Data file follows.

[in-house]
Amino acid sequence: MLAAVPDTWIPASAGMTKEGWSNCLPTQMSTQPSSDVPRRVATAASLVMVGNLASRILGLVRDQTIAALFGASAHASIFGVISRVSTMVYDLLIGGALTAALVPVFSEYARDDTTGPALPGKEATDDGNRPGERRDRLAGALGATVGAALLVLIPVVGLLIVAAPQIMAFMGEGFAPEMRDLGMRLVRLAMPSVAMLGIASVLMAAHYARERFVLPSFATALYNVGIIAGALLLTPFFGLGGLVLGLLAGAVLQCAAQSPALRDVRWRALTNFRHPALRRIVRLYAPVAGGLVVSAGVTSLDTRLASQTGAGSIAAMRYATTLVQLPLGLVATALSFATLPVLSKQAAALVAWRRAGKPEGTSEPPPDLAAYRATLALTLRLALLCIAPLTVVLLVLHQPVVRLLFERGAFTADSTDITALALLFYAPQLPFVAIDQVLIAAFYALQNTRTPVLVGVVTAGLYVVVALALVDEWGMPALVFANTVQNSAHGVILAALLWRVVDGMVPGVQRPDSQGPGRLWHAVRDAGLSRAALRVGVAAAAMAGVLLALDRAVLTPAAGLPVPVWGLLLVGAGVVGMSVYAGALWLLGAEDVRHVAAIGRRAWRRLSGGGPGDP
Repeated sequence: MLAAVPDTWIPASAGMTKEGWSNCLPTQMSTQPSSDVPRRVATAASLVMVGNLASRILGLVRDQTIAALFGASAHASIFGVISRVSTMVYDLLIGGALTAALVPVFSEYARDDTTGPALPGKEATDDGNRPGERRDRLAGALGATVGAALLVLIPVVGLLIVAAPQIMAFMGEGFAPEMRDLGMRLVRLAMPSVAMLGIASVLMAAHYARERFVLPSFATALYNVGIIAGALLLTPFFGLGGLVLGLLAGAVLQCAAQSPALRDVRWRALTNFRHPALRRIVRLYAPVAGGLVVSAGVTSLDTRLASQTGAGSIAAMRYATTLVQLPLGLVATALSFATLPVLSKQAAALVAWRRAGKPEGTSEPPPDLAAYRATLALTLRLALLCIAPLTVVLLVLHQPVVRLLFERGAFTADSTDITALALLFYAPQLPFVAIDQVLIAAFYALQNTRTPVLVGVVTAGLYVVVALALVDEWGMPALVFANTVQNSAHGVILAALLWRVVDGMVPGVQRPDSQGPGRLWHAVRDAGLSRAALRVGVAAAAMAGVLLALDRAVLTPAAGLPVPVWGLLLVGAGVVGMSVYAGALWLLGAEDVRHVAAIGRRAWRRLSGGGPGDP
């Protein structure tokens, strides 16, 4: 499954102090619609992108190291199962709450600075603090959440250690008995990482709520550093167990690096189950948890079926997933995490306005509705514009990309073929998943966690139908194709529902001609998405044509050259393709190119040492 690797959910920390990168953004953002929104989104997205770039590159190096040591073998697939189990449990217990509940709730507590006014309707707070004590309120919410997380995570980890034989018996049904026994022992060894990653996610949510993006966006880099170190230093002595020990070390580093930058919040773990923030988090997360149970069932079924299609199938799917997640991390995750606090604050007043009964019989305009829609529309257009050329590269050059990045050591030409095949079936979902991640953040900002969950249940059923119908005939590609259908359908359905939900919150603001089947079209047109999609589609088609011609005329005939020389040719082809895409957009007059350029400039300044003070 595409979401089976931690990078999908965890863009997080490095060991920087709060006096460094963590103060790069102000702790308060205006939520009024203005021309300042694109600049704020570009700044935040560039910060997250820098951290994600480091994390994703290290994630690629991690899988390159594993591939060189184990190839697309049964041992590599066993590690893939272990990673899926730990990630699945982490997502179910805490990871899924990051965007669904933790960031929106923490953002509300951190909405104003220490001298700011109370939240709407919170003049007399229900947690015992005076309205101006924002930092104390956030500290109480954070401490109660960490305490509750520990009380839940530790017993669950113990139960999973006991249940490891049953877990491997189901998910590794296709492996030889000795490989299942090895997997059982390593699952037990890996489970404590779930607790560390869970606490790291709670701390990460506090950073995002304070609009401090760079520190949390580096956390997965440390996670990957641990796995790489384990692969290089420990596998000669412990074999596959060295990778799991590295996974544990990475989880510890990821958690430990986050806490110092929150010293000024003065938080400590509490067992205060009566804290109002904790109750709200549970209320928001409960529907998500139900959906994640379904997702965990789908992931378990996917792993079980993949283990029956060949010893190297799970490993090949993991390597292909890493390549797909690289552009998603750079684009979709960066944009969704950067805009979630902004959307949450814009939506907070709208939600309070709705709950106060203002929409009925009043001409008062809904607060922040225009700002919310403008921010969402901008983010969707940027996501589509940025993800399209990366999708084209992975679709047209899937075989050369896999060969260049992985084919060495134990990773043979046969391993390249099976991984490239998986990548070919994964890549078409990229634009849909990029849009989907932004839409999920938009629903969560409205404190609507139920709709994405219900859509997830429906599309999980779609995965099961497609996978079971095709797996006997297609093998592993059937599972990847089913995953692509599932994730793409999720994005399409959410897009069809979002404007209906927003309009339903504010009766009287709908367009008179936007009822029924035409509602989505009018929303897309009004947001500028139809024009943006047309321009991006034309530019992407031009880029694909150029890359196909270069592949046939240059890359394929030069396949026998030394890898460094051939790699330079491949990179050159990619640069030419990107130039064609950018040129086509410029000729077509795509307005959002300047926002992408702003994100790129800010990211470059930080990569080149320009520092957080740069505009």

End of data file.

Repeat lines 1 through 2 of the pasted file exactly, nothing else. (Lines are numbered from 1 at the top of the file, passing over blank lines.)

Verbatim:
[in-house]
Amino acid sequence: MLAAVPDTWIPASAGMTKEGWSNCLPTQMSTQPSSDVPRRVATAASLVMVGNLASRILGLVRDQTIAALFGASAHASIFGVISRVSTMVYDLLIGGALTAALVPVFSEYARDDTTGPALPGKEATDDGNRPGERRDRLAGALGATVGAALLVLIPVVGLLIVAAPQIMAFMGEGFAPEMRDLGMRLVRLAMPSVAMLGIASVLMAAHYARERFVLPSFATALYNVGIIAGALLLTPFFGLGGLVLGLLAGAVLQCAAQSPALRDVRWRALTNFRHPALRRIVRLYAPVAGGLVVSAGVTSLDTRLASQTGAGSIAAMRYATTLVQLPLGLVATALSFATLPVLSKQAAALVAWRRAGKPEGTSEPPPDLAAYRATLALTLRLALLCIAPLTVVLLVLHQPVVRLLFERGAFTADSTDITALALLFYAPQLPFVAIDQVLIAAFYALQNTRTPVLVGVVTAGLYVVVALALVDEWGMPALVFANTVQNSAHGVILAALLWRVVDGMVPGVQRPDSQGPGRLWHAVRDAGLSRAALRVGVAAAAMAGVLLALDRAVLTPAAGLPVPVWGLLLVGAGVVGMSVYAGALWLLGAEDVRHVAAIGRRAWRRLSGGGPGDP